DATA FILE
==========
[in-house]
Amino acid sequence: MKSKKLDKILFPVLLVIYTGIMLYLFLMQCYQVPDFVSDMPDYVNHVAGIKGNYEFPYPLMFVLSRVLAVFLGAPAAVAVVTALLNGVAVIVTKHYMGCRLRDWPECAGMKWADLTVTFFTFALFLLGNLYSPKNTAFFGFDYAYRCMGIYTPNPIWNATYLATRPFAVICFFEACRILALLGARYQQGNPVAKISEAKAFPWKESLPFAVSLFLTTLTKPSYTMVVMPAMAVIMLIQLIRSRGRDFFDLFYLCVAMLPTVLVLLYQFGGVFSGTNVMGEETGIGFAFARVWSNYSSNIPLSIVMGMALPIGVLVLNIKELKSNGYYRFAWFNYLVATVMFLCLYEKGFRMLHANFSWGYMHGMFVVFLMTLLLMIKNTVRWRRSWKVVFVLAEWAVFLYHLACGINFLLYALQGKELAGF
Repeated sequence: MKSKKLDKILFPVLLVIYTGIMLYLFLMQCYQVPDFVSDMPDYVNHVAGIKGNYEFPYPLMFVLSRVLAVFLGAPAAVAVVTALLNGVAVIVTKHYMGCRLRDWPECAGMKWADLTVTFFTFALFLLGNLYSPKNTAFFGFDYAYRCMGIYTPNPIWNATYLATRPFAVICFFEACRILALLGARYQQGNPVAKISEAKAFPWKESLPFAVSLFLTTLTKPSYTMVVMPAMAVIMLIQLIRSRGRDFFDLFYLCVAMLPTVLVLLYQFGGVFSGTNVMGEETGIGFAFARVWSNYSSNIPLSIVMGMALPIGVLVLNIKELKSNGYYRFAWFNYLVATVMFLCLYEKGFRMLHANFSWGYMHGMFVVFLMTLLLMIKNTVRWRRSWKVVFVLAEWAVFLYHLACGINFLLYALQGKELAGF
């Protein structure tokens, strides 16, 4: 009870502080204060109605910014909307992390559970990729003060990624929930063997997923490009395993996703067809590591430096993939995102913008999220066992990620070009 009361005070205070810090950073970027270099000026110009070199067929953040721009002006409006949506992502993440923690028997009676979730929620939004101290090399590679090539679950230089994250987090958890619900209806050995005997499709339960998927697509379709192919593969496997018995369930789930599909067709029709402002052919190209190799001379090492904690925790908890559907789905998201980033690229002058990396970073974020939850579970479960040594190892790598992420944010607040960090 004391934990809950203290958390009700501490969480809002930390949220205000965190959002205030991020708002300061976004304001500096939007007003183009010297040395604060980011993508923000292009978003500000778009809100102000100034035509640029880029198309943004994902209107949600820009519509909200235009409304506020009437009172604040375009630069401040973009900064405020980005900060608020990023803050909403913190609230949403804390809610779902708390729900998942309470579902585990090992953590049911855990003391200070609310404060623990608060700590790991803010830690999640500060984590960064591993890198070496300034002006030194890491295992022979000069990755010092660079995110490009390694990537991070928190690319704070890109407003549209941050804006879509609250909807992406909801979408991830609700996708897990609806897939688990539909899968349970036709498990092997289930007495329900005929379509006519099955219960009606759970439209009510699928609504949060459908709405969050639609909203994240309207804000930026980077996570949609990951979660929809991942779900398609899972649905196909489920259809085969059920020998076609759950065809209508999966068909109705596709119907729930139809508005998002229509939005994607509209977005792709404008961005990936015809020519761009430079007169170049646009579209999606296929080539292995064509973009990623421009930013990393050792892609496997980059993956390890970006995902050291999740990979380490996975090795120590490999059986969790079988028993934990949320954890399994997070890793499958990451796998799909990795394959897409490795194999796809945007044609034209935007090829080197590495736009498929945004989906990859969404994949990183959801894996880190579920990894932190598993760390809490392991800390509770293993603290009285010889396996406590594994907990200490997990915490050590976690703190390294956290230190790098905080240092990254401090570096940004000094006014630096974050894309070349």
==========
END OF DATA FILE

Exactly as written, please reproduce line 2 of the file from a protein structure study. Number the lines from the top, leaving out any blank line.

Amino acid sequence: MKSKKLDKILFPVLLVIYTGIMLYLFLMQCYQVPDFVSDMPDYVNHVAGIKGNYEFPYPLMFVLSRVLAVFLGAPAAVAVVTALLNGVAVIVTKHYMGCRLRDWPECAGMKWADLTVTFFTFALFLLGNLYSPKNTAFFGFDYAYRCMGIYTPNPIWNATYLATRPFAVICFFEACRILALLGARYQQGNPVAKISEAKAFPWKESLPFAVSLFLTTLTKPSYTMVVMPAMAVIMLIQLIRSRGRDFFDLFYLCVAMLPTVLVLLYQFGGVFSGTNVMGEETGIGFAFARVWSNYSSNIPLSIVMGMALPIGVLVLNIKELKSNGYYRFAWFNYLVATVMFLCLYEKGFRMLHANFSWGYMHGMFVVFLMTLLLMIKNTVRWRRSWKVVFVLAEWAVFLYHLACGINFLLYALQGKELAGF